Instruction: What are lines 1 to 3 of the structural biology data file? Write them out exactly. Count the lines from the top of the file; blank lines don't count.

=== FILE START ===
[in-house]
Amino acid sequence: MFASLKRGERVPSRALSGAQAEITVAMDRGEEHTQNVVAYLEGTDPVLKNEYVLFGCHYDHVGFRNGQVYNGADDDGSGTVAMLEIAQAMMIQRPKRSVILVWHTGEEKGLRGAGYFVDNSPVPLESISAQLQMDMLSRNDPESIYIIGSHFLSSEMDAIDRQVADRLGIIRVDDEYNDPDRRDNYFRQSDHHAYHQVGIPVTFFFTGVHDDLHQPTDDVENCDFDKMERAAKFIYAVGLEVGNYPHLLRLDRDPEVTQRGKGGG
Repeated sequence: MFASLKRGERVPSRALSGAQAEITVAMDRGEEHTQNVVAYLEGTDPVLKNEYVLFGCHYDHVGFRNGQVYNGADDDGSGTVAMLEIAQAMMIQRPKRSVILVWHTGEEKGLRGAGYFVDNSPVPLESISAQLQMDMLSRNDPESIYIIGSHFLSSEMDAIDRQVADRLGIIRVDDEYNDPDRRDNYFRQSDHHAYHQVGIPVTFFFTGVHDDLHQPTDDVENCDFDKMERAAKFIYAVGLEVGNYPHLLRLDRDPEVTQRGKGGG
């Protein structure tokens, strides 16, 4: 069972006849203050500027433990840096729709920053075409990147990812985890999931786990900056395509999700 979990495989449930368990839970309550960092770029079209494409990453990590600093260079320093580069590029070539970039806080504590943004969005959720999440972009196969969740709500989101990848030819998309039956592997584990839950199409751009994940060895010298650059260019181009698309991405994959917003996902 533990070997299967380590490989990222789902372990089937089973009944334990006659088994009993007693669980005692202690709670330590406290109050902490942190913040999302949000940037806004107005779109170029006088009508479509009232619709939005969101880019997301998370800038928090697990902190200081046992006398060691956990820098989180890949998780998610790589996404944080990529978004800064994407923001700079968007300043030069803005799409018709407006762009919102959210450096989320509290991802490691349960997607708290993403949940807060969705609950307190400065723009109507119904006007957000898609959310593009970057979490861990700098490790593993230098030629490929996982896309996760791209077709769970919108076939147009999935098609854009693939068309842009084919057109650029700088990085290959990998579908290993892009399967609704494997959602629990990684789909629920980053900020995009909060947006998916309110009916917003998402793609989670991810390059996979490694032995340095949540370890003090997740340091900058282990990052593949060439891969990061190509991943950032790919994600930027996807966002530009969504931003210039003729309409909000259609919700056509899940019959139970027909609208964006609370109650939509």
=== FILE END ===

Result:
[in-house]
Amino acid sequence: MFASLKRGERVPSRALSGAQAEITVAMDRGEEHTQNVVAYLEGTDPVLKNEYVLFGCHYDHVGFRNGQVYNGADDDGSGTVAMLEIAQAMMIQRPKRSVILVWHTGEEKGLRGAGYFVDNSPVPLESISAQLQMDMLSRNDPESIYIIGSHFLSSEMDAIDRQVADRLGIIRVDDEYNDPDRRDNYFRQSDHHAYHQVGIPVTFFFTGVHDDLHQPTDDVENCDFDKMERAAKFIYAVGLEVGNYPHLLRLDRDPEVTQRGKGGG
Repeated sequence: MFASLKRGERVPSRALSGAQAEITVAMDRGEEHTQNVVAYLEGTDPVLKNEYVLFGCHYDHVGFRNGQVYNGADDDGSGTVAMLEIAQAMMIQRPKRSVILVWHTGEEKGLRGAGYFVDNSPVPLESISAQLQMDMLSRNDPESIYIIGSHFLSSEMDAIDRQVADRLGIIRVDDEYNDPDRRDNYFRQSDHHAYHQVGIPVTFFFTGVHDDLHQPTDDVENCDFDKMERAAKFIYAVGLEVGNYPHLLRLDRDPEVTQRGKGGG